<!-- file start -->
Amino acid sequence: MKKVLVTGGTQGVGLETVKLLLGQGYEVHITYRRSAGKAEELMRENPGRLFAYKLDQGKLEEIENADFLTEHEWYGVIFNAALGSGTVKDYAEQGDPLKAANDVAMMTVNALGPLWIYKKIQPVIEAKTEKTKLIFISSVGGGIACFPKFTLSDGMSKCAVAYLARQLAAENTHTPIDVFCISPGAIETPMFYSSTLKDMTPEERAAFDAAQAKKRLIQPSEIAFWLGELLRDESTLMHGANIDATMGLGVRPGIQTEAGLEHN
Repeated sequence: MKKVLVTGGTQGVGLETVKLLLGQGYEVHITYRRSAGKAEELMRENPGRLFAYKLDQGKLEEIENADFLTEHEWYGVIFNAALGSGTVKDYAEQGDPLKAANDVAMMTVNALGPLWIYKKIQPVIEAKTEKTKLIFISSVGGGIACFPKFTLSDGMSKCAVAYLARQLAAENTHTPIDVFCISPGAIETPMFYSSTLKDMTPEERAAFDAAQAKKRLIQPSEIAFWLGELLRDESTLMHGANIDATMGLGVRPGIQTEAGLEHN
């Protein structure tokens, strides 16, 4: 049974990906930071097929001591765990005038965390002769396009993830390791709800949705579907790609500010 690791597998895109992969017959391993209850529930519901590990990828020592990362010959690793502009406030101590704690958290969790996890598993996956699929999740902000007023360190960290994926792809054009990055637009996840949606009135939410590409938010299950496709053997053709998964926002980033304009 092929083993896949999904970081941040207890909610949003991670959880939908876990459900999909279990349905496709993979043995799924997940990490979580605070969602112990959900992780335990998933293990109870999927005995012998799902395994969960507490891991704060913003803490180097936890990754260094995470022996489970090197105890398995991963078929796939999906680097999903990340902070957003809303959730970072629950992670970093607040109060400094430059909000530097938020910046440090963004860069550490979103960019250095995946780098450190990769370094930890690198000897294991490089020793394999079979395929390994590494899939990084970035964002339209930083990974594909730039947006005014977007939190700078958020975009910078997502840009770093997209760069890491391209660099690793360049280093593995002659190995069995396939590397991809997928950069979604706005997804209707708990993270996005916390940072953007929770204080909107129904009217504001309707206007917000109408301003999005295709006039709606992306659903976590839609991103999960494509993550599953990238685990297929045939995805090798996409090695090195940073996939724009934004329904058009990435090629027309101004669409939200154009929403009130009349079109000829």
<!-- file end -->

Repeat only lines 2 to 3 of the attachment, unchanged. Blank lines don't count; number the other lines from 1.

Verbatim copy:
Repeated sequence: MKKVLVTGGTQGVGLETVKLLLGQGYEVHITYRRSAGKAEELMRENPGRLFAYKLDQGKLEEIENADFLTEHEWYGVIFNAALGSGTVKDYAEQGDPLKAANDVAMMTVNALGPLWIYKKIQPVIEAKTEKTKLIFISSVGGGIACFPKFTLSDGMSKCAVAYLARQLAAENTHTPIDVFCISPGAIETPMFYSSTLKDMTPEERAAFDAAQAKKRLIQPSEIAFWLGELLRDESTLMHGANIDATMGLGVRPGIQTEAGLEHN
């Protein structure tokens, strides 16, 4: 049974990906930071097929001591765990005038965390002769396009993830390791709800949705579907790609500010 690791597998895109992969017959391993209850529930519901590990990828020592990362010959690793502009406030101590704690958290969790996890598993996956699929999740902000007023360190960290994926792809054009990055637009996840949606009135939410590409938010299950496709053997053709998964926002980033304009 092929083993896949999904970081941040207890909610949003991670959880939908876990459900999909279990349905496709993979043995799924997940990490979580605070969602112990959900992780335990998933293990109870999927005995012998799902395994969960507490891991704060913003803490180097936890990754260094995470022996489970090197105890398995991963078929796939999906680097999903990340902070957003809303959730970072629950992670970093607040109060400094430059909000530097938020910046440090963004860069550490979103960019250095995946780098450190990769370094930890690198000897294991490089020793394999079979395929390994590494899939990084970035964002339209930083990974594909730039947006005014977007939190700078958020975009910078997502840009770093997209760069890491391209660099690793360049280093593995002659190995069995396939590397991809997928950069979604706005997804209707708990993270996005916390940072953007929770204080909107129904009217504001309707206007917000109408301003999005295709006039709606992306659903976590839609991103999960494509993550599953990238685990297929045939995805090798996409090695090195940073996939724009934004329904058009990435090629027309101004669409939200154009929403009130009349079109000829």